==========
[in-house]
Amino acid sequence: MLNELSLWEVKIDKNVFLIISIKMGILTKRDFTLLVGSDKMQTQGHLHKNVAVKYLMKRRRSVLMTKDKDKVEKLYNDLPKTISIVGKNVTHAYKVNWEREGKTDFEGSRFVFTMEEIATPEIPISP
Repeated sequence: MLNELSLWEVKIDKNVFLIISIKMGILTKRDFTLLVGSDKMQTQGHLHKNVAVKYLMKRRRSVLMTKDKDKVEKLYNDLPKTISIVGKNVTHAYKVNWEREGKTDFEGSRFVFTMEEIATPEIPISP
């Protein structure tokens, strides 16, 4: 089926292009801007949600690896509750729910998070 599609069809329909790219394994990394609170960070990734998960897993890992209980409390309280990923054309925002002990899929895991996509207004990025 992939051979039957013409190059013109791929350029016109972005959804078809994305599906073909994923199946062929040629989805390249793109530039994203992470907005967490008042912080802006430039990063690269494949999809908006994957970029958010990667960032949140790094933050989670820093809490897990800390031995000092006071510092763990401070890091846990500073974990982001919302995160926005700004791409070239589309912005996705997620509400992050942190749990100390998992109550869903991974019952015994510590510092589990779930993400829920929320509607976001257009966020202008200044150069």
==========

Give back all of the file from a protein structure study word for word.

[in-house]
Amino acid sequence: MLNELSLWEVKIDKNVFLIISIKMGILTKRDFTLLVGSDKMQTQGHLHKNVAVKYLMKRRRSVLMTKDKDKVEKLYNDLPKTISIVGKNVTHAYKVNWEREGKTDFEGSRFVFTMEEIATPEIPISP
Repeated sequence: MLNELSLWEVKIDKNVFLIISIKMGILTKRDFTLLVGSDKMQTQGHLHKNVAVKYLMKRRRSVLMTKDKDKVEKLYNDLPKTISIVGKNVTHAYKVNWEREGKTDFEGSRFVFTMEEIATPEIPISP
């Protein structure tokens, strides 16, 4: 089926292009801007949600690896509750729910998070 599609069809329909790219394994990394609170960070990734998960897993890992209980409390309280990923054309925002002990899929895991996509207004990025 992939051979039957013409190059013109791929350029016109972005959804078809994305599906073909994923199946062929040629989805390249793109530039994203992470907005967490008042912080802006430039990063690269494949999809908006994957970029958010990667960032949140790094933050989670820093809490897990800390031995000092006071510092763990401070890091846990500073974990982001919302995160926005700004791409070239589309912005996705997620509400992050942190749990100390998992109550869903991974019952015994510590510092589990779930993400829920929320509607976001257009966020202008200044150069």